HDMI and DVI are two of the most common interfaces for sending video over a cable from one emitting or source device to a display or receiver.
DVI stands for Digital Visual Interface and it features a bandwidth of up to 7.92 Gigabits per second. HDMI stands for High Definition Multimedia Interface. And it features a bandwidth of 10.2 Gigabits per second. Both formats support Transition Minimized Differential Signaling (TMDS) protocol.
However, the main difference is that DVI only supports video transfer, and is used more for computer monitors. Since monitors don’t emit sound, there was no need to develop sound capabilities for them. When the need for sound came, it was the CPU that handled sound, either through built-in speakers or external ones.
On the other hand, HDMI supports the transfer of video and audio and it was designed for high definition TVs that need to display video and emit sound.
However, there are times when you would need an HMDI to DVI converter. For example, when you have a source device that supports HDMI, like a blu-ray player, but lack a proper HDMI supporting receiver that can display it, like a plasma TV.
If you happen to have a receiver that supports DVI, you can use an HDMI to DVI converter. Since they both work with a digital signal and the TMDS protocol, there is no need to code or decode the signal in any way.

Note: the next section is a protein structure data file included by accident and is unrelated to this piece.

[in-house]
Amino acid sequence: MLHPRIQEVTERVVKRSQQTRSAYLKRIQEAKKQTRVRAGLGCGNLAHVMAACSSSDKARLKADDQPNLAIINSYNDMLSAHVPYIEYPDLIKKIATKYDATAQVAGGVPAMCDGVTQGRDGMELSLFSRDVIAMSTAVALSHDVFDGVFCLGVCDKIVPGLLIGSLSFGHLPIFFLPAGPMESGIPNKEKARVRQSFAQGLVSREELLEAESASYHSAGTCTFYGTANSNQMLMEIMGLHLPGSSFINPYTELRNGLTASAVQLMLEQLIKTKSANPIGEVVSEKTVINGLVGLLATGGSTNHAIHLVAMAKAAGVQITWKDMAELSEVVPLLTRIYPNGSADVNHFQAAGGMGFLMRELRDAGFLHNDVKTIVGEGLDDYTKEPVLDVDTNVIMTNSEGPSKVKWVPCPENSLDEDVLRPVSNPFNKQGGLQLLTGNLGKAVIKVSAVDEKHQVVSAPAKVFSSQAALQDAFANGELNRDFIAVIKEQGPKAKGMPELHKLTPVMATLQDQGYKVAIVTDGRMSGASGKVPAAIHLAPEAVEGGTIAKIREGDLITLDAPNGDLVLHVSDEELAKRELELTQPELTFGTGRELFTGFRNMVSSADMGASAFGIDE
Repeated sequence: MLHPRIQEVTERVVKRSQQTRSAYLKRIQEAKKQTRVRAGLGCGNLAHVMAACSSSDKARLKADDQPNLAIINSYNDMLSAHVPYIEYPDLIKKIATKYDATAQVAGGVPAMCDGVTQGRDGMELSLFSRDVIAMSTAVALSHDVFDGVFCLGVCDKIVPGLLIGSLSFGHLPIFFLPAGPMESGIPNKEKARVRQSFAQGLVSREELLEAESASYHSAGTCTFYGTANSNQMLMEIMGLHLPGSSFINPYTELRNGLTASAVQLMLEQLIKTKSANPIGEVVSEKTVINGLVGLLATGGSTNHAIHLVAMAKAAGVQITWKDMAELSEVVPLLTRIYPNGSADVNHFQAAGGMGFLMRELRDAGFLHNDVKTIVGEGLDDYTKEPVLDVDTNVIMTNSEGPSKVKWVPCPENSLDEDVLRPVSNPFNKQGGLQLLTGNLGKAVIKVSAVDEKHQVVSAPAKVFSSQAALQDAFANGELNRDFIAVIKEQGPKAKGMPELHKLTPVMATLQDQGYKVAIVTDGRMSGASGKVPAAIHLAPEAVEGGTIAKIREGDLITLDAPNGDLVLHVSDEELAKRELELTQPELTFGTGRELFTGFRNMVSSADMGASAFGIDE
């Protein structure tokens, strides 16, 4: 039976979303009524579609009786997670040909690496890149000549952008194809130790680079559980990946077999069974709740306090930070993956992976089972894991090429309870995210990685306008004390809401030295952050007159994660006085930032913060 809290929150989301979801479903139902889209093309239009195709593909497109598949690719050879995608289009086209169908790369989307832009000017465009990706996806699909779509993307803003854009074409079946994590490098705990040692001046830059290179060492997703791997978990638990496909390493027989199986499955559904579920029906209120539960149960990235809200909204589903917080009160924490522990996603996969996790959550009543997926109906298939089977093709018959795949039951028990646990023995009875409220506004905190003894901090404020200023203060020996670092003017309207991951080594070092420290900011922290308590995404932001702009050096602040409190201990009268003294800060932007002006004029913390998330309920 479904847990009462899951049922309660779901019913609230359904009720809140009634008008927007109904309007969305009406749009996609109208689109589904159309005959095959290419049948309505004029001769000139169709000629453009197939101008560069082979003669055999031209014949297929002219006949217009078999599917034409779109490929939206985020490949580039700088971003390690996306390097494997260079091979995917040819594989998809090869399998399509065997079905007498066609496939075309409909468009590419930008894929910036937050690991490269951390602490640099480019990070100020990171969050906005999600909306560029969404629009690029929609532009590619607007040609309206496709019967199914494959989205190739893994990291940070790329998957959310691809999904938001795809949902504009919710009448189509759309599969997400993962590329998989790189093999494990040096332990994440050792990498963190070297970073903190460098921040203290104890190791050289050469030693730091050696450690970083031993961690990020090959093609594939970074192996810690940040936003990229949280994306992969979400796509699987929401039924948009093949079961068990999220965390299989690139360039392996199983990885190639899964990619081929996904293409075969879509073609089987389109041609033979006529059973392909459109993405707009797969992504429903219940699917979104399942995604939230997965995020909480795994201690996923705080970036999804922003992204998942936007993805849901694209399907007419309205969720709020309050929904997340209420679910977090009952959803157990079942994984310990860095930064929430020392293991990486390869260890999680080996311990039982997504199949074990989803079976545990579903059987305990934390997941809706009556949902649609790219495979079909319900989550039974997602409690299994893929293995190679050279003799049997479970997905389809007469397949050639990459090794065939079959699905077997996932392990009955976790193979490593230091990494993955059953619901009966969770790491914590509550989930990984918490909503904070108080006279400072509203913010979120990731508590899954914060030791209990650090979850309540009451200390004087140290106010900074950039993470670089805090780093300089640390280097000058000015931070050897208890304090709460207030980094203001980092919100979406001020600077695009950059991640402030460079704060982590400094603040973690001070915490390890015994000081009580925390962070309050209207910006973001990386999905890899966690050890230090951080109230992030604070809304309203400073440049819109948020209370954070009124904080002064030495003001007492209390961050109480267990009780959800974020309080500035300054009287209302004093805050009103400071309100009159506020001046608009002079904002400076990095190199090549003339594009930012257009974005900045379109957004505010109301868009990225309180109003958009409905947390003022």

An HDMI to DVI converter is rather cheap, especially compared to the price it would cost you to buy a plasma TV or a high definition TV. Instead, you can use the HDMI to DVI converter to connect your HMDI supporting device to your monitor. Although the screen will be smaller; the video resolution will stay the same.
An HDMI to DVI converter can come in two forms, the first one is a small connector that is plugged at the end of the HDMI cable and its function is to adapt the HDMI cable to the plug.
Another type of HDMI to DVI converter is a cable that has an HDMI type plug on one side and a DVI type plug on the other. This type of HDMI to DVI converter completely substitutes the HDMI cable with the connector.
The second type of HDMI to DVI converter mentioned is a bit more expensive, but not much, and it handles video quality better.
In conclusion, any type of HDMI to DVI converter is a cheap alternative, and it may let you use your HMDI supporting appliances while you take time to save up for a plasma TV.